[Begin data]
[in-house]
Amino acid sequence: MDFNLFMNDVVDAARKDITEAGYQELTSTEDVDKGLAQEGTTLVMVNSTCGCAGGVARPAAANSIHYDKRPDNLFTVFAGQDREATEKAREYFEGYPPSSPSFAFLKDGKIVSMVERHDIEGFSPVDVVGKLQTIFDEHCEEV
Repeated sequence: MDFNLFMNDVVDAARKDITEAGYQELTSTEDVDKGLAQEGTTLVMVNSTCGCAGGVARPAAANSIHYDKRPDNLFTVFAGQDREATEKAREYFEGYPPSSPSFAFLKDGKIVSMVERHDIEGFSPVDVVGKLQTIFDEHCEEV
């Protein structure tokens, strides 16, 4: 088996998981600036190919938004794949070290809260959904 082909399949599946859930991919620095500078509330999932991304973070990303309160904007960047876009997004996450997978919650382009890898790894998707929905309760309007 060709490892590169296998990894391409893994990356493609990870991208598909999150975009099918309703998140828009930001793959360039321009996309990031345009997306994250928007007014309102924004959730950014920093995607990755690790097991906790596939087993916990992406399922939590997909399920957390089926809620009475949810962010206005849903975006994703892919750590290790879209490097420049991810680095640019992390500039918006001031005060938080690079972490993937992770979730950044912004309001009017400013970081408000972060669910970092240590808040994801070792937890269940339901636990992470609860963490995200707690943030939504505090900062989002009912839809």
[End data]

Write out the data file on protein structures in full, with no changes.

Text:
[in-house]
Amino acid sequence: MDFNLFMNDVVDAARKDITEAGYQELTSTEDVDKGLAQEGTTLVMVNSTCGCAGGVARPAAANSIHYDKRPDNLFTVFAGQDREATEKAREYFEGYPPSSPSFAFLKDGKIVSMVERHDIEGFSPVDVVGKLQTIFDEHCEEV
Repeated sequence: MDFNLFMNDVVDAARKDITEAGYQELTSTEDVDKGLAQEGTTLVMVNSTCGCAGGVARPAAANSIHYDKRPDNLFTVFAGQDREATEKAREYFEGYPPSSPSFAFLKDGKIVSMVERHDIEGFSPVDVVGKLQTIFDEHCEEV
């Protein structure tokens, strides 16, 4: 088996998981600036190919938004794949070290809260959904 082909399949599946859930991919620095500078509330999932991304973070990303309160904007960047876009997004996450997978919650382009890898790894998707929905309760309007 060709490892590169296998990894391409893994990356493609990870991208598909999150975009099918309703998140828009930001793959360039321009996309990031345009997306994250928007007014309102924004959730950014920093995607990755690790097991906790596939087993916990992406399922939590997909399920957390089926809620009475949810962010206005849903975006994703892919750590290790879209490097420049991810680095640019992390500039918006001031005060938080690079972490993937992770979730950044912004309001009017400013970081408000972060669910970092240590808040994801070792937890269940339901636990992470609860963490995200707690943030939504505090900062989002009912839809």